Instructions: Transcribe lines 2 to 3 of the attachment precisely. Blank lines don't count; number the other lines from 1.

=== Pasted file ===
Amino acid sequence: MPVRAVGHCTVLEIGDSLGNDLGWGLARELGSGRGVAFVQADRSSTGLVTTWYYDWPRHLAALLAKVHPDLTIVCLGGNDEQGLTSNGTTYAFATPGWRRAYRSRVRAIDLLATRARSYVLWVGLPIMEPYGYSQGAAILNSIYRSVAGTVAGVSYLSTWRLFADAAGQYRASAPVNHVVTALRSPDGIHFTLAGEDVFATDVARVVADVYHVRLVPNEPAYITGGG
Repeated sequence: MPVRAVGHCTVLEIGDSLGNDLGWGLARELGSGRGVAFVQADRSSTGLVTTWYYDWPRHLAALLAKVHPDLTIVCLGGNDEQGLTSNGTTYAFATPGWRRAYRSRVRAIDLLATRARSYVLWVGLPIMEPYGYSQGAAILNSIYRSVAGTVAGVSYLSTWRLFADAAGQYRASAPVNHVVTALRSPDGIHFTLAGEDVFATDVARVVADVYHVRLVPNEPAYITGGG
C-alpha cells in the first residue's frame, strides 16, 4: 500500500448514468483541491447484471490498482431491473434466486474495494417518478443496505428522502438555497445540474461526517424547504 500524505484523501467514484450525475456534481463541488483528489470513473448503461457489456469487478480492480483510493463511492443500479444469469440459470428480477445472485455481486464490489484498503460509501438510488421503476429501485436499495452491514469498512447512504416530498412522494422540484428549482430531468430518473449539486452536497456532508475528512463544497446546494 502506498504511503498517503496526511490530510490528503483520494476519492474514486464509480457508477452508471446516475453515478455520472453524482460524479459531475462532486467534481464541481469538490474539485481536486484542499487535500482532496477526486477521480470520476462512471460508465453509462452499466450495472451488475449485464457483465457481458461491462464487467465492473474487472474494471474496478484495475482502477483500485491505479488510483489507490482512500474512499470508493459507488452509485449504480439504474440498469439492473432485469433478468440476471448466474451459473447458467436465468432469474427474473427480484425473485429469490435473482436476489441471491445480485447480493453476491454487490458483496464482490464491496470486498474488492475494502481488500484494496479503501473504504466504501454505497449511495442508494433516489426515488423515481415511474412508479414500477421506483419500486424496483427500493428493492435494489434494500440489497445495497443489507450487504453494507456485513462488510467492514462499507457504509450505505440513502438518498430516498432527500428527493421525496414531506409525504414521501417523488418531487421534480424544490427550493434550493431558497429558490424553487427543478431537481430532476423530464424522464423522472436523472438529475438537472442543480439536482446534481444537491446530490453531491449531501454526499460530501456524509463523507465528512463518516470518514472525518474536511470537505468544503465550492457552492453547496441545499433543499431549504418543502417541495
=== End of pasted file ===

Repeated sequence: MPVRAVGHCTVLEIGDSLGNDLGWGLARELGSGRGVAFVQADRSSTGLVTTWYYDWPRHLAALLAKVHPDLTIVCLGGNDEQGLTSNGTTYAFATPGWRRAYRSRVRAIDLLATRARSYVLWVGLPIMEPYGYSQGAAILNSIYRSVAGTVAGVSYLSTWRLFADAAGQYRASAPVNHVVTALRSPDGIHFTLAGEDVFATDVARVVADVYHVRLVPNEPAYITGGG
C-alpha cells in the first residue's frame, strides 16, 4: 500500500448514468483541491447484471490498482431491473434466486474495494417518478443496505428522502438555497445540474461526517424547504 500524505484523501467514484450525475456534481463541488483528489470513473448503461457489456469487478480492480483510493463511492443500479444469469440459470428480477445472485455481486464490489484498503460509501438510488421503476429501485436499495452491514469498512447512504416530498412522494422540484428549482430531468430518473449539486452536497456532508475528512463544497446546494 502506498504511503498517503496526511490530510490528503483520494476519492474514486464509480457508477452508471446516475453515478455520472453524482460524479459531475462532486467534481464541481469538490474539485481536486484542499487535500482532496477526486477521480470520476462512471460508465453509462452499466450495472451488475449485464457483465457481458461491462464487467465492473474487472474494471474496478484495475482502477483500485491505479488510483489507490482512500474512499470508493459507488452509485449504480439504474440498469439492473432485469433478468440476471448466474451459473447458467436465468432469474427474473427480484425473485429469490435473482436476489441471491445480485447480493453476491454487490458483496464482490464491496470486498474488492475494502481488500484494496479503501473504504466504501454505497449511495442508494433516489426515488423515481415511474412508479414500477421506483419500486424496483427500493428493492435494489434494500440489497445495497443489507450487504453494507456485513462488510467492514462499507457504509450505505440513502438518498430516498432527500428527493421525496414531506409525504414521501417523488418531487421534480424544490427550493434550493431558497429558490424553487427543478431537481430532476423530464424522464423522472436523472438529475438537472442543480439536482446534481444537491446530490453531491449531501454526499460530501456524509463523507465528512463518516470518514472525518474536511470537505468544503465550492457552492453547496441545499433543499431549504418543502417541495